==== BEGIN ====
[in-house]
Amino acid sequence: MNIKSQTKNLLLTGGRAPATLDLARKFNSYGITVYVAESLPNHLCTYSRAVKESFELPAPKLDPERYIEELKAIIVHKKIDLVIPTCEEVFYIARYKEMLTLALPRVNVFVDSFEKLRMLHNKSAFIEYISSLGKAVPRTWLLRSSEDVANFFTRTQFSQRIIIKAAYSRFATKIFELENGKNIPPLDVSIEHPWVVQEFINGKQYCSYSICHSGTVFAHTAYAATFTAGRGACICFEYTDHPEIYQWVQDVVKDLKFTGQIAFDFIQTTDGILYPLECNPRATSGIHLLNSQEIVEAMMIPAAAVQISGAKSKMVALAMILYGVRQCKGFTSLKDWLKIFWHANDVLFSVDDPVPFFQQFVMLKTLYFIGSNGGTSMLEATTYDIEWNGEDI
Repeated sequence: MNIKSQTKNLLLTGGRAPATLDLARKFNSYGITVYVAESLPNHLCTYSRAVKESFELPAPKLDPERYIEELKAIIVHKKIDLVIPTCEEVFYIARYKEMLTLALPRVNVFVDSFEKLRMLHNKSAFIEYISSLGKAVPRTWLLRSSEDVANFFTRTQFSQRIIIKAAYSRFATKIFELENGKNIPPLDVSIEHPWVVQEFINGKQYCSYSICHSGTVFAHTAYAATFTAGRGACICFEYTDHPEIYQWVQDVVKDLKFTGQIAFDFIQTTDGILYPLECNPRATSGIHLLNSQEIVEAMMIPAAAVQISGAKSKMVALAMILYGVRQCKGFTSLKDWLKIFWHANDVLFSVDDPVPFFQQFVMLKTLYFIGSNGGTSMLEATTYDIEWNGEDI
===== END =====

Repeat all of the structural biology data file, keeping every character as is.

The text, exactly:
[in-house]
Amino acid sequence: MNIKSQTKNLLLTGGRAPATLDLARKFNSYGITVYVAESLPNHLCTYSRAVKESFELPAPKLDPERYIEELKAIIVHKKIDLVIPTCEEVFYIARYKEMLTLALPRVNVFVDSFEKLRMLHNKSAFIEYISSLGKAVPRTWLLRSSEDVANFFTRTQFSQRIIIKAAYSRFATKIFELENGKNIPPLDVSIEHPWVVQEFINGKQYCSYSICHSGTVFAHTAYAATFTAGRGACICFEYTDHPEIYQWVQDVVKDLKFTGQIAFDFIQTTDGILYPLECNPRATSGIHLLNSQEIVEAMMIPAAAVQISGAKSKMVALAMILYGVRQCKGFTSLKDWLKIFWHANDVLFSVDDPVPFFQQFVMLKTLYFIGSNGGTSMLEATTYDIEWNGEDI
Repeated sequence: MNIKSQTKNLLLTGGRAPATLDLARKFNSYGITVYVAESLPNHLCTYSRAVKESFELPAPKLDPERYIEELKAIIVHKKIDLVIPTCEEVFYIARYKEMLTLALPRVNVFVDSFEKLRMLHNKSAFIEYISSLGKAVPRTWLLRSSEDVANFFTRTQFSQRIIIKAAYSRFATKIFELENGKNIPPLDVSIEHPWVVQEFINGKQYCSYSICHSGTVFAHTAYAATFTAGRGACICFEYTDHPEIYQWVQDVVKDLKFTGQIAFDFIQTTDGILYPLECNPRATSGIHLLNSQEIVEAMMIPAAAVQISGAKSKMVALAMILYGVRQCKGFTSLKDWLKIFWHANDVLFSVDDPVPFFQQFVMLKTLYFIGSNGGTSMLEATTYDIEWNGEDI